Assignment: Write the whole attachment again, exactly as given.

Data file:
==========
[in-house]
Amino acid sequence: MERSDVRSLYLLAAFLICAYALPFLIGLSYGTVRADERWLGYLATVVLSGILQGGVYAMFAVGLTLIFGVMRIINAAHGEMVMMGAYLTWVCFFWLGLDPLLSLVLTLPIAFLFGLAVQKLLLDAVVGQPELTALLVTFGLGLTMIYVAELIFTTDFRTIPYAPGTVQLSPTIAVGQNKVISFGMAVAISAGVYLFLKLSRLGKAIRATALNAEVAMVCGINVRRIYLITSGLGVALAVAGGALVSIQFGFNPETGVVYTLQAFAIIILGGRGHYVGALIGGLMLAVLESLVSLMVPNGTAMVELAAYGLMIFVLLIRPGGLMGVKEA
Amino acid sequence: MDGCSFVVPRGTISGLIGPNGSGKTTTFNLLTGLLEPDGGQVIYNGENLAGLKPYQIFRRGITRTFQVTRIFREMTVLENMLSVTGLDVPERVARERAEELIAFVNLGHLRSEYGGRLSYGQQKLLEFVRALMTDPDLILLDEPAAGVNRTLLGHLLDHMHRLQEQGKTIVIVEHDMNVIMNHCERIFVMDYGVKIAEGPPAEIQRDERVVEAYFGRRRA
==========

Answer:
[in-house]
Amino acid sequence: MERSDVRSLYLLAAFLICAYALPFLIGLSYGTVRADERWLGYLATVVLSGILQGGVYAMFAVGLTLIFGVMRIINAAHGEMVMMGAYLTWVCFFWLGLDPLLSLVLTLPIAFLFGLAVQKLLLDAVVGQPELTALLVTFGLGLTMIYVAELIFTTDFRTIPYAPGTVQLSPTIAVGQNKVISFGMAVAISAGVYLFLKLSRLGKAIRATALNAEVAMVCGINVRRIYLITSGLGVALAVAGGALVSIQFGFNPETGVVYTLQAFAIIILGGRGHYVGALIGGLMLAVLESLVSLMVPNGTAMVELAAYGLMIFVLLIRPGGLMGVKEA
Amino acid sequence: MDGCSFVVPRGTISGLIGPNGSGKTTTFNLLTGLLEPDGGQVIYNGENLAGLKPYQIFRRGITRTFQVTRIFREMTVLENMLSVTGLDVPERVARERAEELIAFVNLGHLRSEYGGRLSYGQQKLLEFVRALMTDPDLILLDEPAAGVNRTLLGHLLDHMHRLQEQGKTIVIVEHDMNVIMNHCERIFVMDYGVKIAEGPPAEIQRDERVVEAYFGRRRA